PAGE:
Optimization

LCD
We analytically derived the optimal drive waveform for an electroluminescent display.

There are a wide variety of problems where it is easy to find solutions, but difficult to find solutions of high quality. The difficulty comes not from evaluating a particular solution, which is often fairly easy, but from the enormity of the space of possible solutions. Examples of these problems include echo cancellers in phone systems (where a solution is a filter and the goal is to minimize the echo), setting up delivery routes (where a solution is an ordering in which to visit the targets and the goal is to travel the shortest distance while doing it), and packing boxes onto a train (where a solution is an arrangement of boxes and the goal is to fit as many as possible).

An optimization problem always comes with a notion of what the goal is, but in order to actually optimize it, there needs to be a way to assign a single number (a cost) to any solution. The lower the cost is, the better the solution is (although sometimes the problem is defined so that the goal is to maximize the number instead of minimize it). This assignment from solution to cost is called the cost function. Sometimes it is obvious what the right cost function is (shortest time, most boxes in the train, etc), and sometimes the design of a good cost function is one of the major challenges in the problem. This can happen when there are several competing objectives or when an objective is fuzzy (e.g. make sure X doesn’t happen very often).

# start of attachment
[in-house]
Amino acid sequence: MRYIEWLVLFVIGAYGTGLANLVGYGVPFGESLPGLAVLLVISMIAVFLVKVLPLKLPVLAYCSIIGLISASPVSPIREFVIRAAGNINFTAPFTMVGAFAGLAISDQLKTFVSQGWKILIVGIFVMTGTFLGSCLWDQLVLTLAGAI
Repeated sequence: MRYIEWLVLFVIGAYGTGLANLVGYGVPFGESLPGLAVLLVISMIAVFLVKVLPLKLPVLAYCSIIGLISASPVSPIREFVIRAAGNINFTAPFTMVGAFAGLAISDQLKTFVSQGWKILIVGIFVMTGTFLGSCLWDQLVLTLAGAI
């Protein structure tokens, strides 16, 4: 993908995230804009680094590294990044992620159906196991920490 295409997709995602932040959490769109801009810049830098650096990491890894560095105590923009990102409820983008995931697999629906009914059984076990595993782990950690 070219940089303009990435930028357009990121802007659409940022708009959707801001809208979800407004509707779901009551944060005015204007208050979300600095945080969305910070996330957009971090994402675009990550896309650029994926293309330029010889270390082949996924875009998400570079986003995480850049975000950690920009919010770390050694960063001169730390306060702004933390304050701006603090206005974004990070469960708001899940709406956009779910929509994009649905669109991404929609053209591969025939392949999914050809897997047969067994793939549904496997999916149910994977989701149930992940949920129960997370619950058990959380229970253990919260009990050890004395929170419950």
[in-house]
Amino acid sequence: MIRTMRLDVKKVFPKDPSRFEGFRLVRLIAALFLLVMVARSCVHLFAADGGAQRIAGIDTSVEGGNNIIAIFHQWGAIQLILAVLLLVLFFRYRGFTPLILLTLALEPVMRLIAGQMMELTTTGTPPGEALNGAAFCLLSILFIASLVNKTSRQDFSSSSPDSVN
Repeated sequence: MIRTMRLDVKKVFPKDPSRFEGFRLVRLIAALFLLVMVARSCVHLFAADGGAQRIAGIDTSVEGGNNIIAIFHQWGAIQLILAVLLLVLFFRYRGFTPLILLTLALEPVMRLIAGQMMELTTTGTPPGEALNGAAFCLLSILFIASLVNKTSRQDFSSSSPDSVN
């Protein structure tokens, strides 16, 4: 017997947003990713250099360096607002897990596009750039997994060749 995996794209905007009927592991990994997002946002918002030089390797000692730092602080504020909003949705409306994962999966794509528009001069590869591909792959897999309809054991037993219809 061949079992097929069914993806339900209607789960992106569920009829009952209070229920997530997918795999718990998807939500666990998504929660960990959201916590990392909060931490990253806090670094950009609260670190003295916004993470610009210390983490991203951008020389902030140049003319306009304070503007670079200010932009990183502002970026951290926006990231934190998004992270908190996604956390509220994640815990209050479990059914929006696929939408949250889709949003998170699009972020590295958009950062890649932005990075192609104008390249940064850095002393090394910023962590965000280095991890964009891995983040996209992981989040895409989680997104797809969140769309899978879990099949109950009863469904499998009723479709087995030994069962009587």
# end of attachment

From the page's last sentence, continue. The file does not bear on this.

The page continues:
Some optimization problems have a large number of constraints or some very stringent contraints on the solution, so although it is easy to find an answer, it is difficult to find a valid solution. A common approach to these problems is to treat them like normal optimization problems, but assign a high cost to any answer that does not meet the constraints. This ensures that low cost solutions will meet the constraints and optimize the goal.

There are many techniques used for optimization. Some optimization problems have exact mathematical solutions, some can be exactly solved using a computer, and good solutions can be found for others using computer algorithms based on analogies to such varied things as bird flocking, metallurgy, and hill climbing. The techniques which work well for a particular problem are very dependent on the problem itself. However, the available techniques are powerful enough and cover a broad enough range of problems that very good solutions can be achieved for many optimization problems.

If you have an optimization problem of any sort, please contact us, and we will be glad to help you with it.